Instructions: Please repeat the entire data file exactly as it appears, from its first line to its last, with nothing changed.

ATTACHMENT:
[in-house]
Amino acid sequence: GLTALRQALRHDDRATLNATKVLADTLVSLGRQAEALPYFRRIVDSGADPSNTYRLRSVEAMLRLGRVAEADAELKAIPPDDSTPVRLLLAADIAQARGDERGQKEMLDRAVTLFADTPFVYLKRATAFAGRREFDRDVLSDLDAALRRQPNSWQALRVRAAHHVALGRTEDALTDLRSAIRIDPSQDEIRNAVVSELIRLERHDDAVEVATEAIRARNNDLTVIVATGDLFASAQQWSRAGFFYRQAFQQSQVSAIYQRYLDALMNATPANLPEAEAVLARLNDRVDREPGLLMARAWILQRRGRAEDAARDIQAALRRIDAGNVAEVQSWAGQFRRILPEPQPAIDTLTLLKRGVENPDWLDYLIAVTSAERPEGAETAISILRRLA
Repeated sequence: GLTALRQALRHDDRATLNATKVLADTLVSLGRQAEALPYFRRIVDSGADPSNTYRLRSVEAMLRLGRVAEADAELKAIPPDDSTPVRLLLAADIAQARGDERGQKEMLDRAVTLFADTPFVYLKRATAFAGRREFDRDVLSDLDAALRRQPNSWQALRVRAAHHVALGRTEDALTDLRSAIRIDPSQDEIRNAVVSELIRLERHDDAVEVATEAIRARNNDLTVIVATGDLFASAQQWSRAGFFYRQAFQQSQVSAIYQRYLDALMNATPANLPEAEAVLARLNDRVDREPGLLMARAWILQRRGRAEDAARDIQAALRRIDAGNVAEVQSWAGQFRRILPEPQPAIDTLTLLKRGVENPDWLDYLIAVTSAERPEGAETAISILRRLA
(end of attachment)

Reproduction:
[in-house]
Amino acid sequence: GLTALRQALRHDDRATLNATKVLADTLVSLGRQAEALPYFRRIVDSGADPSNTYRLRSVEAMLRLGRVAEADAELKAIPPDDSTPVRLLLAADIAQARGDERGQKEMLDRAVTLFADTPFVYLKRATAFAGRREFDRDVLSDLDAALRRQPNSWQALRVRAAHHVALGRTEDALTDLRSAIRIDPSQDEIRNAVVSELIRLERHDDAVEVATEAIRARNNDLTVIVATGDLFASAQQWSRAGFFYRQAFQQSQVSAIYQRYLDALMNATPANLPEAEAVLARLNDRVDREPGLLMARAWILQRRGRAEDAARDIQAALRRIDAGNVAEVQSWAGQFRRILPEPQPAIDTLTLLKRGVENPDWLDYLIAVTSAERPEGAETAISILRRLA
Repeated sequence: GLTALRQALRHDDRATLNATKVLADTLVSLGRQAEALPYFRRIVDSGADPSNTYRLRSVEAMLRLGRVAEADAELKAIPPDDSTPVRLLLAADIAQARGDERGQKEMLDRAVTLFADTPFVYLKRATAFAGRREFDRDVLSDLDAALRRQPNSWQALRVRAAHHVALGRTEDALTDLRSAIRIDPSQDEIRNAVVSELIRLERHDDAVEVATEAIRARNNDLTVIVATGDLFASAQQWSRAGFFYRQAFQQSQVSAIYQRYLDALMNATPANLPEAEAVLARLNDRVDREPGLLMARAWILQRRGRAEDAARDIQAALRRIDAGNVAEVQSWAGQFRRILPEPQPAIDTLTLLKRGVENPDWLDYLIAVTSAERPEGAETAISILRRLA